- Therapeutic virtual reality (VR) significantly lowered pain among hospitalised patients compared with televised programmes promoting health and wellness, with the greater effect on patients with severe pain.
Why this matters
- Studies suggest that receiving opioid therapy for just 1 day during a hospitalisation raises the risk for long-term opioid use, underlining the need for pain management alternatives in hospitalised patients.
- This prospective, randomised, comparative effectiveness study enrolled 120 hospitalised patients (VR, n=61; control, n=59) with an average pain score of ≥3/10 points.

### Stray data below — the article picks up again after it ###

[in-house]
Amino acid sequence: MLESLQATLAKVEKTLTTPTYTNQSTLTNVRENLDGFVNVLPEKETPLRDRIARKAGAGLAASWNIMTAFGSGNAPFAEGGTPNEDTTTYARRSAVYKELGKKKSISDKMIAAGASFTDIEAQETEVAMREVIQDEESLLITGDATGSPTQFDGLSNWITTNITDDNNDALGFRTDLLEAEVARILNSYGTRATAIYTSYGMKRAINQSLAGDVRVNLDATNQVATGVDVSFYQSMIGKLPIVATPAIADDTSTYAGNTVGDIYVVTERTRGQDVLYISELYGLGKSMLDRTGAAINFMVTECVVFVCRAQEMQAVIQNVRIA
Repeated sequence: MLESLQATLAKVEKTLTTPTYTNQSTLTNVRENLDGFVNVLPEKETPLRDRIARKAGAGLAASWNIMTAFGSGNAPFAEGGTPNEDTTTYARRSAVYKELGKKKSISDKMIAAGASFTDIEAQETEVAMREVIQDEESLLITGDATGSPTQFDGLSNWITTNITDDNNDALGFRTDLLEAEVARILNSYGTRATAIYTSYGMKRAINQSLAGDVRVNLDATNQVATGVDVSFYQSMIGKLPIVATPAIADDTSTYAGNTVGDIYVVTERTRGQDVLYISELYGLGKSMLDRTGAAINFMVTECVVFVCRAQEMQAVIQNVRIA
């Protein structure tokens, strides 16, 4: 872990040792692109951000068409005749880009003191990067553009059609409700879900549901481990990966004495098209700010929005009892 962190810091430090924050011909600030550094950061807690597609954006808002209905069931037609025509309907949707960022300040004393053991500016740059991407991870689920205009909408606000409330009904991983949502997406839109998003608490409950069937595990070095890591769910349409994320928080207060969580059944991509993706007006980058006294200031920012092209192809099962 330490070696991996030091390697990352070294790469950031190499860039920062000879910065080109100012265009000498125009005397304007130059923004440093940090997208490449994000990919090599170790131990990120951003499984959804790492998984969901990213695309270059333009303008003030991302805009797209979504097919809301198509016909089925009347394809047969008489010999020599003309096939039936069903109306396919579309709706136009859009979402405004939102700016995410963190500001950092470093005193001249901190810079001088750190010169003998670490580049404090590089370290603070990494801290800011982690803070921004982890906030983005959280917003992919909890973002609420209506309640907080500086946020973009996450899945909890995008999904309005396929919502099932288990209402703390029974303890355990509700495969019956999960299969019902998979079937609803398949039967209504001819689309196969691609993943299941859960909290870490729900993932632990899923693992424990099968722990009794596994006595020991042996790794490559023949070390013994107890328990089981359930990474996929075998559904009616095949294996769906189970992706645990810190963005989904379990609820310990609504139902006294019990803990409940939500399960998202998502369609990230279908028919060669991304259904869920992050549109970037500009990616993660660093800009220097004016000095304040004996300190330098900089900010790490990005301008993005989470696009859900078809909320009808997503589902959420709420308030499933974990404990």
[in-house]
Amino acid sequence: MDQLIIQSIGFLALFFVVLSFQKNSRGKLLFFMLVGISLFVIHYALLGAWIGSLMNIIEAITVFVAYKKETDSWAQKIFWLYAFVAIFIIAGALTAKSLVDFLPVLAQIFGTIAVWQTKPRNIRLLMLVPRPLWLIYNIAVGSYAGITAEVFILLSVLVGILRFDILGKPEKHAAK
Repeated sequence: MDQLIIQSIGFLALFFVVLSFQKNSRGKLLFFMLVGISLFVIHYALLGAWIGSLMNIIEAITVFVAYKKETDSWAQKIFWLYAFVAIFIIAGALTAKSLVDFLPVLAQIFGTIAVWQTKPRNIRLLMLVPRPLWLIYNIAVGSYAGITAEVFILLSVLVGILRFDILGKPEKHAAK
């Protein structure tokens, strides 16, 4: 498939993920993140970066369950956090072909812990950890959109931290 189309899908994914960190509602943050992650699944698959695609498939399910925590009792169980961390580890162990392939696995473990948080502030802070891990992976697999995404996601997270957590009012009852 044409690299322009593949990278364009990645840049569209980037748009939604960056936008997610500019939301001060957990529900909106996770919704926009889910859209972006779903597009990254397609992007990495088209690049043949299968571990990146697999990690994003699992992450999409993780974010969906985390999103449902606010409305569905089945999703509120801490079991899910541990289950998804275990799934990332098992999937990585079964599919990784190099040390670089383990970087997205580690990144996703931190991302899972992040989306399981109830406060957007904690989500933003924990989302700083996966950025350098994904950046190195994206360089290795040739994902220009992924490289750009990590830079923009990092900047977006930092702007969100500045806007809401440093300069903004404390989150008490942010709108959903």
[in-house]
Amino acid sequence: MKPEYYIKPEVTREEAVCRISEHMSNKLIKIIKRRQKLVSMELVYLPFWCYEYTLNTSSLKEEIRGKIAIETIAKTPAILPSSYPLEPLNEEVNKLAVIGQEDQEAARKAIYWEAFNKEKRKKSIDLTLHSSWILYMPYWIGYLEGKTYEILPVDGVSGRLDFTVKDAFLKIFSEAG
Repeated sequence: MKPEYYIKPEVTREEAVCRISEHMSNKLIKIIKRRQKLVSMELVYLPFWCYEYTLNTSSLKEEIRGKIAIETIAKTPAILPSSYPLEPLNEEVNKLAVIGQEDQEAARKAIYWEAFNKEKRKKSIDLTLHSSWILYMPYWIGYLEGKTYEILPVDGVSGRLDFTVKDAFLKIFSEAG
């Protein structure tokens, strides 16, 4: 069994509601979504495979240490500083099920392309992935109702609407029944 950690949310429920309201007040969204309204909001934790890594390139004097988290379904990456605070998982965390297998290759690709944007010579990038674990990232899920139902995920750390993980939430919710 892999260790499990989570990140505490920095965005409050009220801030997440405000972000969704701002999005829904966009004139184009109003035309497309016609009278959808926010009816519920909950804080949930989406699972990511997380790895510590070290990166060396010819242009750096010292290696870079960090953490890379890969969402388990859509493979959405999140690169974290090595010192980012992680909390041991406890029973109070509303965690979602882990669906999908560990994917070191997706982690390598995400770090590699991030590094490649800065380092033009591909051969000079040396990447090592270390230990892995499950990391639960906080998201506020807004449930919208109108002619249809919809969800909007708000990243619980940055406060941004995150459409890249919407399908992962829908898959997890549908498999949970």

- Funding: The Marc and Sheri Rapaport Fund for Digital Health Sciences & Precision Health.
- Mean differences between pre- and postintervention pain scores significantly favored the VR group (P<.04>
- VR vs control group showed a 1.17-point incremental reduction in pain (P=.048).
- When analysis was limited to patients with severe baseline pain (≥7 points), VR showed a pronounced effect (−3.04 vs −0.93 points; P=.02).
- In adjusted analysis, VR was associated with incremental reductions in pain at:
- 48 hours (0.59 points; P=.03); and
- 72 hours (0.56 points; P=.04).
- A significantly greater satisfaction with audiovisual experience was reported in the VR vs control group (3.5 vs 2.5; P<.001>
- No significant treatment-related adverse events were reported.
- Single, short VR intervention.
Coauthored with Chitra Ravi, MPharm